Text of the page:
UDP (User Datagram Protocol)

KZero Staff
Oct 19, 2023

UDP, or User Datagram Protocol, is one of the core protocols in the internet’s transport layer. It’s a connectionless and lightweight protocol that facilitates the exchange of data packets between devices on a network. UDP is often used for applications where speed and efficiency are prioritized over reliability.

How does UDP work?

UDP is connectionless, meaning it doesn’t establish a dedicated connection between sender and receiver before sending data. This makes it faster but less reliable than connection-oriented protocols like TCP.

It also has minimal overhead, making it more efficient for certain types of communication, such as real-time streaming, voice-over IP (VoIP), and online gaming.

And unlike TCP, which includes error checking and retransmission of lost packets, UDP does not provide these features. It assumes that applications will handle error checking if needed.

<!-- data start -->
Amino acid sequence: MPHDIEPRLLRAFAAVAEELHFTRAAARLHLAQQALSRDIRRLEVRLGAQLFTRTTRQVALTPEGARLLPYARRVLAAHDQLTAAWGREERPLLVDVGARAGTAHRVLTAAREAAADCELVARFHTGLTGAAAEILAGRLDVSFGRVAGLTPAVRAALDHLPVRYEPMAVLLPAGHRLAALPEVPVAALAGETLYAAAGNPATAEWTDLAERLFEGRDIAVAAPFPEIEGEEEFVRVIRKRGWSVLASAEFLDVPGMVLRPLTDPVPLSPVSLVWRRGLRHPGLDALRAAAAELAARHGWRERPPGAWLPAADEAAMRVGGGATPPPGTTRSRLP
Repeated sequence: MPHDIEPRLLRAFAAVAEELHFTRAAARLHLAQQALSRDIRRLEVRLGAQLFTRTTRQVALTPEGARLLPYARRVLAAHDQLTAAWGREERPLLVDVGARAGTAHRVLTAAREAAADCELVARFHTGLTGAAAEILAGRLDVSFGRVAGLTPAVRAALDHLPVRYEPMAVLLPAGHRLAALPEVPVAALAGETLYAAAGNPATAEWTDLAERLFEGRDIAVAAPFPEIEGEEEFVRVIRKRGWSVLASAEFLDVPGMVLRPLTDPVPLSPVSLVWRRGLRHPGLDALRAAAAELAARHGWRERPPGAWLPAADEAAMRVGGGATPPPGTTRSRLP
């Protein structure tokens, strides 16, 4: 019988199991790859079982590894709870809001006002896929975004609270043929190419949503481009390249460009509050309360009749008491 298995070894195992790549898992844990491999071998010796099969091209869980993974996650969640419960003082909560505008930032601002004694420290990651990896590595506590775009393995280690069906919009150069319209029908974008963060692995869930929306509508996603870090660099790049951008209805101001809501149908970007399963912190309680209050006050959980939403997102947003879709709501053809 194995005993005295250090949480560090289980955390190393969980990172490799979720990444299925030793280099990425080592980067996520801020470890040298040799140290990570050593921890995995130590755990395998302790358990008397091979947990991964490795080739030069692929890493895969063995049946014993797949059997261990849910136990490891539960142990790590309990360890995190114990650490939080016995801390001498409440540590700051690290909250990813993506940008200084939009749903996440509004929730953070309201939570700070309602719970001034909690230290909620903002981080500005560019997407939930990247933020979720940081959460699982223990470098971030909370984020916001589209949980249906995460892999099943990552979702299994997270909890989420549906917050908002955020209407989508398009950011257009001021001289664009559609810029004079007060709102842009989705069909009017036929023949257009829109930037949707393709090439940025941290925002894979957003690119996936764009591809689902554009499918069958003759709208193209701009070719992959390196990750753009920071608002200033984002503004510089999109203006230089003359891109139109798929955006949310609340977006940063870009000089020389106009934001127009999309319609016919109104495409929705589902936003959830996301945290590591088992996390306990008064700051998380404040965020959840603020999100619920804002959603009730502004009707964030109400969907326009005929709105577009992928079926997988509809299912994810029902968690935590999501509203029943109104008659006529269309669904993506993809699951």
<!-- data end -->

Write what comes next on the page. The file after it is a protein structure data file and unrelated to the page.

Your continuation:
Because UDP is stateless, it doesn’t keep track of the state of the connection. This makes it suitable for applications where the sender and receiver can manage the communication independently.

What are the use cases of UDP?

UDP is commonly used in scenarios where speed and low latency are crucial, even if some data loss is acceptable. Some common applications of UDP include online gaming, streaming media, DNS (Domain Name System) queries, and IoT (Internet of Things) device communication.

KZero Staff

Explore more insightful content from the knowledgeable KZero staff on our blog and guides section.

Glossary Terms

Stay up to date with the most recent #infosec topics

Trending Topics

Interested In
Next-Gen MFA?

Discover Multi-Pass enterprise passwordless authentication

Share the page: